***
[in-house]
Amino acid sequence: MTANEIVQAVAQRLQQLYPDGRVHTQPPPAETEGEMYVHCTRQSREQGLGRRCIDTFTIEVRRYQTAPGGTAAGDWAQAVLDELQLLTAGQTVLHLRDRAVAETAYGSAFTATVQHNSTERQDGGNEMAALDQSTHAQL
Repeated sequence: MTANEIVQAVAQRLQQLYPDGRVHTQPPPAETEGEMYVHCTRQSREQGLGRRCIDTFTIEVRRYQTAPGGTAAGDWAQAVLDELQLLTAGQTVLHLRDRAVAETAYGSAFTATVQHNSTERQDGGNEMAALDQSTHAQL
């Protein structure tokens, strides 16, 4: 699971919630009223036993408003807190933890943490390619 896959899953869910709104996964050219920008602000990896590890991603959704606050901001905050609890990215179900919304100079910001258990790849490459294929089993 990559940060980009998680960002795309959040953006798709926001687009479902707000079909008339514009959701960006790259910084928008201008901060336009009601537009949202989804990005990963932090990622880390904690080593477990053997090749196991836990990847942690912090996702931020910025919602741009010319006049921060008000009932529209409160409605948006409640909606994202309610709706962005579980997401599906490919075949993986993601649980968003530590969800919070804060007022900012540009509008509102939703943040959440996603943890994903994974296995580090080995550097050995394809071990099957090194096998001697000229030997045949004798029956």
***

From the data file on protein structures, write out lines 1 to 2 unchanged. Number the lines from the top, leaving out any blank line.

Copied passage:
[in-house]
Amino acid sequence: MTANEIVQAVAQRLQQLYPDGRVHTQPPPAETEGEMYVHCTRQSREQGLGRRCIDTFTIEVRRYQTAPGGTAAGDWAQAVLDELQLLTAGQTVLHLRDRAVAETAYGSAFTATVQHNSTERQDGGNEMAALDQSTHAQL